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Litigation, P.C. Law Firm
Los Angeles Litigation Law Firm 424-284-2401

What Exactly Is Reasonable Accommodation For A Disability?


Under federal and California state law, employers are legally required to provide reasonable accommodation to qualified workers with disabilities, unless doing so would cause undue hardship to the employer. The purpose of those accommodations is to enable workers with disabilities to enjoy equal employment opportunities.

If you are an employee with a disability in California, your employer is subject to both the federal law (the Americans with Disabilities Act) and state law (the Fair Employment and Housing Act). But what does “reasonable accommodation” for a disability mean under the ADA and FEHA?

If you are considering requesting accommodation at work for your disability, consult with a Los Angeles employment lawyer to discuss your rights.

What Are the Disability Accommodation Requirements in California?

Employers in California must provide reasonable accommodations to employees with disabilities if the following is true:

  1. The employer becomes aware of the worker’s disability or perceives that the worker has a disability;
  2. The worker makes a request for accommodations in the workplace;
  3. The requested accommodation would not cause undue hardship to the employer; and
  4. The accommodation would allow the worker to perform their essential job duties.

Note: In California, employers have no obligation to offer accommodation to employees until a request for such accommodation is made by a worker.

What Are Reasonable Accommodations for Disabilities?

Once a request for accommodations is made by a worker, their employer is obligated to use the interactive process to reach an agreement regarding “reasonable accommodations.” Now, it is possible that during the interactive process, the employer and employee may reach a conclusion that:

  1. No reasonable accommodation would enable the worker to perform their essential duties; or
  2. Providing accommodations would put an undue hardship on the employer

Whether or not an accommodation is reasonable depends on the following factors:

  • The cost of the requested accommodation;
  • The worker’s essential job duties; and
  • The company’s size and resources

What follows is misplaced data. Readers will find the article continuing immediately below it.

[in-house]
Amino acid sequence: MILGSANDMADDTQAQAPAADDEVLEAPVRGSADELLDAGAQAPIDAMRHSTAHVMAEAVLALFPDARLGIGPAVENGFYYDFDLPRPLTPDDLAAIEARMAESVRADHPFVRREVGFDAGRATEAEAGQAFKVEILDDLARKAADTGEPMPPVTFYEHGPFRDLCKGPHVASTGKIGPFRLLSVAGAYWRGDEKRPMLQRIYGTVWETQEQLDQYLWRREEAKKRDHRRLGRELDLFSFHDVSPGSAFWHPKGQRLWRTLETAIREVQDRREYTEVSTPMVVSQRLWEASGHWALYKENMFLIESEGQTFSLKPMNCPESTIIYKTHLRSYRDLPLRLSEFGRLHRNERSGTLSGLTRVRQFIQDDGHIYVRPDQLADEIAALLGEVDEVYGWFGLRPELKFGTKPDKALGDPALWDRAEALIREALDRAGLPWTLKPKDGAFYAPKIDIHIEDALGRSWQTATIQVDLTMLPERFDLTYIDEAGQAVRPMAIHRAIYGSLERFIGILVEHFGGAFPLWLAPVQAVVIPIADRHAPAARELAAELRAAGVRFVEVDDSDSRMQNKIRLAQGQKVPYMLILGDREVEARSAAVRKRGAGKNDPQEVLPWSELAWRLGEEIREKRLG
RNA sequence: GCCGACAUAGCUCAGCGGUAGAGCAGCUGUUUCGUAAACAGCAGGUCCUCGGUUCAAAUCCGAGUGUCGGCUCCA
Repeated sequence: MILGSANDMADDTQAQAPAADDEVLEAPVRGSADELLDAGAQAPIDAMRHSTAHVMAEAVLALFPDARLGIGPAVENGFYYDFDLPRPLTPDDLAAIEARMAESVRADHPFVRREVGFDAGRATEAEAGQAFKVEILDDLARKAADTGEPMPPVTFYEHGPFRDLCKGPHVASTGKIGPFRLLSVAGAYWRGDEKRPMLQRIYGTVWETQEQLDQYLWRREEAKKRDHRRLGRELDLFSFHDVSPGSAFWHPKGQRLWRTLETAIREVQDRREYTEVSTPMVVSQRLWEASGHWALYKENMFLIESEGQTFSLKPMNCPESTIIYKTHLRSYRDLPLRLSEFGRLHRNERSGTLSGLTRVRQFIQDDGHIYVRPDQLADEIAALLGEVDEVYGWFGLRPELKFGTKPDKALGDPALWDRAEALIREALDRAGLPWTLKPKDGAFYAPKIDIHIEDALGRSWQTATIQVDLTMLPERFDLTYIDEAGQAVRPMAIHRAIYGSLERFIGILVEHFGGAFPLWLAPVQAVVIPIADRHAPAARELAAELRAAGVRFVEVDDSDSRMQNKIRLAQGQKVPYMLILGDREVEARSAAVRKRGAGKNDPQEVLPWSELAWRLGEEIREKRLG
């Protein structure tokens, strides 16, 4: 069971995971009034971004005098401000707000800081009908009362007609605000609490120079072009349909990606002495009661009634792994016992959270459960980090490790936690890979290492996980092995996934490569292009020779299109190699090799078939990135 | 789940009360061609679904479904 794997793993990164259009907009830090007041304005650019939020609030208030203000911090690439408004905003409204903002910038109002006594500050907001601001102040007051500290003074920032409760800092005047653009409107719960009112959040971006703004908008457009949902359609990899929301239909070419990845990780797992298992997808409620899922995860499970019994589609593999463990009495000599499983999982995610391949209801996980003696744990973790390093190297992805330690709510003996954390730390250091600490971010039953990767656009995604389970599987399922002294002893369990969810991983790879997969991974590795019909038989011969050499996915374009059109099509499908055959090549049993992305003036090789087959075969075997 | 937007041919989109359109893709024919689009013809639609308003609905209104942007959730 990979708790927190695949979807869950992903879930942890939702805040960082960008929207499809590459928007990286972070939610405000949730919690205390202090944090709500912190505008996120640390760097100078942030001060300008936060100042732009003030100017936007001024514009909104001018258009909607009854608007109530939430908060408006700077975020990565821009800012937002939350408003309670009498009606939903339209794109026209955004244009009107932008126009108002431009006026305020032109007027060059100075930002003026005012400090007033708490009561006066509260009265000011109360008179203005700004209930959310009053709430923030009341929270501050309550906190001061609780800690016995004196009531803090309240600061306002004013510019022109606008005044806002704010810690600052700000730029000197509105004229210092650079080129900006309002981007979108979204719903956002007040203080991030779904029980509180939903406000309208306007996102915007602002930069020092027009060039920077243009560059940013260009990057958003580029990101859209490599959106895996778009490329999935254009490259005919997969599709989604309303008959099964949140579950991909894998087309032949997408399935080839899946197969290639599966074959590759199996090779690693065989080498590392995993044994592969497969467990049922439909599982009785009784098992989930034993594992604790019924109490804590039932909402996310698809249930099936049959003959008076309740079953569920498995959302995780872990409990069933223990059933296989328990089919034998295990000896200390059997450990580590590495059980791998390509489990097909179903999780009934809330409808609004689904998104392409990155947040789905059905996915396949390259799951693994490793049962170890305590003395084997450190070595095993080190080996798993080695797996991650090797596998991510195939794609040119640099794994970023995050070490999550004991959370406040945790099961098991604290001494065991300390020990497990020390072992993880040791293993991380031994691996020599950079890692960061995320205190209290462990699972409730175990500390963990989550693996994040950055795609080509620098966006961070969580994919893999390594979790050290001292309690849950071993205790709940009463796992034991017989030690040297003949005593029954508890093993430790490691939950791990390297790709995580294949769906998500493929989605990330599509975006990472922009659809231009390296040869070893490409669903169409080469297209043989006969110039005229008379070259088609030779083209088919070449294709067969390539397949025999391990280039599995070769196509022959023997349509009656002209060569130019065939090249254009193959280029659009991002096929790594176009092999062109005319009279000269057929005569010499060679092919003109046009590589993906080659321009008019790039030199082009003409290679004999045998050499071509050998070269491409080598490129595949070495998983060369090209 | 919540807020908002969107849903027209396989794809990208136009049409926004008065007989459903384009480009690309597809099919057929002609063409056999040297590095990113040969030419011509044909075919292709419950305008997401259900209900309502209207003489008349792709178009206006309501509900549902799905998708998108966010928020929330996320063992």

What Are Examples of Reasonable Accommodations for Disabilities?

Let’s review common examples of reasonable accommodations when a worker has a disability:

  1. Altering or reassigning job duties. Many employers offer employees with disabilities to alter or reassign some of their job duties as part of the accommodations. An employer may reassign physically demanding tasks to other employees or restrict the type of duties a disabled worker is required to perform (e.g., not requiring the employee to lift objects weighing more than a certain amount).
  2. Providing medical leave options. An employer may also provide extended medical leave options to allow disabled workers to seek medical care for their disability.
  3. Offering another work schedule. Another way to accommodate a worker’s disability is to offer him or her an altered work schedule. Alternatively, an employer may offer a disabled worker the opportunity to work from home.
  4. Relocating a work area. It may be reasonable to relocate an employee to another work area, office, or facility if doing so helps accommodate a disability. For example, if a worker cannot use the stairs due to their disability, it would be reasonable for an employer to move the employee’s work area to the first floor.
  5. Providing furniture and equipment. Unless doing so causes an undue hardship, an employer may also provide ergonomic furniture and special equipment to accommodate a worker’s disability.

If you believe that your employer failed to provide reasonable accommodations, you may want to consult with a Los Angeles disability discrimination lawyer to discuss your situation. Contact Litigation, P.C., to talk about your situation. Call 424-284-2401.

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